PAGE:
For Marvel’s wedding of the century — between Reed Richards and Susan Storm — nothing less than an attack by practically every villain in the Marvel Universe would do. In a plot orchestrated by Doctor Doom, villains from the Fantastic Four’s past (and even villains they had never before met) were mobilized to strike at our heroes on their day of joy.
The bulk of this story is a parade of heroic cameos and chaotic fighting in the streets of Manhattan. If you ever wanted to see Kirby’s original X-Man battle the Mole Man, then here is your chance. You also get Thor vs. Super-Skrull, Daredevil vs. the hordes of Hydra, and Hawkeye vs. Mr. Hyde. It’s like a superhero Wrestlemania!
With the fisticuffs finished, the blessed moment arrives …
a nice bit of meta-story, as Stan and Jack can’t get into the wedding!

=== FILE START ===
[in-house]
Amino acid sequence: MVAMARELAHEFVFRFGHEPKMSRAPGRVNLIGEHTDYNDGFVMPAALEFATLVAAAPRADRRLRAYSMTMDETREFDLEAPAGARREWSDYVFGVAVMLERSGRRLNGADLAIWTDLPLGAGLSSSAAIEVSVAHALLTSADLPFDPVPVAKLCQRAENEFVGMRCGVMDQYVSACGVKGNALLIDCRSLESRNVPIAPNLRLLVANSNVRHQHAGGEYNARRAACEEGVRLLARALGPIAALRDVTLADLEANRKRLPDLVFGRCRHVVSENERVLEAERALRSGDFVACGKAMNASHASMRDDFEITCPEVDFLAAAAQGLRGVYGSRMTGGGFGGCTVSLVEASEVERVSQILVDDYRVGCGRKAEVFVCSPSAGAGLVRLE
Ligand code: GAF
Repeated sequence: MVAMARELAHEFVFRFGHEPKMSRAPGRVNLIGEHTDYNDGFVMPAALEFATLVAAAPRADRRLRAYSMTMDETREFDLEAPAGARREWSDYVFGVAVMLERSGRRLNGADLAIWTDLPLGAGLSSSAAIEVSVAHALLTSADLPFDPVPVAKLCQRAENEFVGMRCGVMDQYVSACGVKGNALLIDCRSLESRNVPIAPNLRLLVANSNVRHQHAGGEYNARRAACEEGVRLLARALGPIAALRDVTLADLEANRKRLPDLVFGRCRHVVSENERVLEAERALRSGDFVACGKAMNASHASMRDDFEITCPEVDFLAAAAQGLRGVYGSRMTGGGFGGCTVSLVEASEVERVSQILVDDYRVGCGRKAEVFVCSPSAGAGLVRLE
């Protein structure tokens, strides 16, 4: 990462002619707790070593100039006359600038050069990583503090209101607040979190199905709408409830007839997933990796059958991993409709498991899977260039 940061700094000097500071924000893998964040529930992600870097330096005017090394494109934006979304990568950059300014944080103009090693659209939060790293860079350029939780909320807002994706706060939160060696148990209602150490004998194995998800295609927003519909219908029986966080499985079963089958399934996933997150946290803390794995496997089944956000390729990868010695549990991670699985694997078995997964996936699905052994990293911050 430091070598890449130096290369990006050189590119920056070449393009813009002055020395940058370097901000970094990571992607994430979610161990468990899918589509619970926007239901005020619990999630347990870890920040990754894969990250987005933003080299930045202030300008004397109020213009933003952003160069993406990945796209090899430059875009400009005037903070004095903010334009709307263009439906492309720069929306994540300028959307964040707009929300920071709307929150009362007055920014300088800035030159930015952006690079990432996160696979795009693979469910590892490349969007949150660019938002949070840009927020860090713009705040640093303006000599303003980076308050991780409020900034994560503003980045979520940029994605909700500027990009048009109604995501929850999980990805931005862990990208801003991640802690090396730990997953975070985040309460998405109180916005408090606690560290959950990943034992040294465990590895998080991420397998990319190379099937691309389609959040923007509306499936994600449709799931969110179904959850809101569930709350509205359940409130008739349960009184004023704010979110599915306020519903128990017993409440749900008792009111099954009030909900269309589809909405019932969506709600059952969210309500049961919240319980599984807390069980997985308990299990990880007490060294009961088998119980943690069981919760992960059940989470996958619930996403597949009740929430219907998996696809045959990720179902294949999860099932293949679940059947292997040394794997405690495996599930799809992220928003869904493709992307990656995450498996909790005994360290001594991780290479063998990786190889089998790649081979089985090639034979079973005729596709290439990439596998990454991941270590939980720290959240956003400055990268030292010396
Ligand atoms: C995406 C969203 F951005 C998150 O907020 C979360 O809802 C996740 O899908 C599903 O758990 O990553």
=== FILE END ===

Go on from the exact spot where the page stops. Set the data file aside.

It is a silly story, but with the star power on display it should be a great one. Unfortunately, that reckons without considering a menace greater than any that assaults the Fantastic Four in this tale — Vince Colletta’s inks! With trademark indifference, Colletta renders much of Kirby’s pencil work inert and amateurish, which is a real shame, as this single issue might otherwise be the go-to guide for Kirby’s rendition of nearly every character Marvel has. It’s still a fun book, but with better inks it might have been so much more, reflected in my Longbox Graveyard score of 7/10.